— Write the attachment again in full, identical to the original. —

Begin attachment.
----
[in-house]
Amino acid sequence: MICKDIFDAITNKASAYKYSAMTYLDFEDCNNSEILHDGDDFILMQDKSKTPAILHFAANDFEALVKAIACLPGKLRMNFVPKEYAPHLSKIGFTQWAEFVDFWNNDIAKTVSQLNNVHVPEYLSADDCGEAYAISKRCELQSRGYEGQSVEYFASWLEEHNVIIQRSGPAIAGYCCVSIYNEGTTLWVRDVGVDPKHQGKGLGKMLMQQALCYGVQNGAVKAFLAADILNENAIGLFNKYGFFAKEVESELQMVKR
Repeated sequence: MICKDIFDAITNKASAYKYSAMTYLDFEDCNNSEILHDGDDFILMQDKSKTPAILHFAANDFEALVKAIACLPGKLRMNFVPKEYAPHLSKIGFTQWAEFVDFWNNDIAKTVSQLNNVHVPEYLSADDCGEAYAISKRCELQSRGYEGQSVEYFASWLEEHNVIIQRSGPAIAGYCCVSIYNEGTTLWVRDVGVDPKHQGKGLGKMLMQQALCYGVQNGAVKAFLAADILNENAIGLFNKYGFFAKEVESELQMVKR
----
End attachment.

[in-house]
Amino acid sequence: MICKDIFDAITNKASAYKYSAMTYLDFEDCNNSEILHDGDDFILMQDKSKTPAILHFAANDFEALVKAIACLPGKLRMNFVPKEYAPHLSKIGFTQWAEFVDFWNNDIAKTVSQLNNVHVPEYLSADDCGEAYAISKRCELQSRGYEGQSVEYFASWLEEHNVIIQRSGPAIAGYCCVSIYNEGTTLWVRDVGVDPKHQGKGLGKMLMQQALCYGVQNGAVKAFLAADILNENAIGLFNKYGFFAKEVESELQMVKR
Repeated sequence: MICKDIFDAITNKASAYKYSAMTYLDFEDCNNSEILHDGDDFILMQDKSKTPAILHFAANDFEALVKAIACLPGKLRMNFVPKEYAPHLSKIGFTQWAEFVDFWNNDIAKTVSQLNNVHVPEYLSADDCGEAYAISKRCELQSRGYEGQSVEYFASWLEEHNVIIQRSGPAIAGYCCVSIYNEGTTLWVRDVGVDPKHQGKGLGKMLMQQALCYGVQNGAVKAFLAADILNENAIGLFNKYGFFAKEVESELQMVKR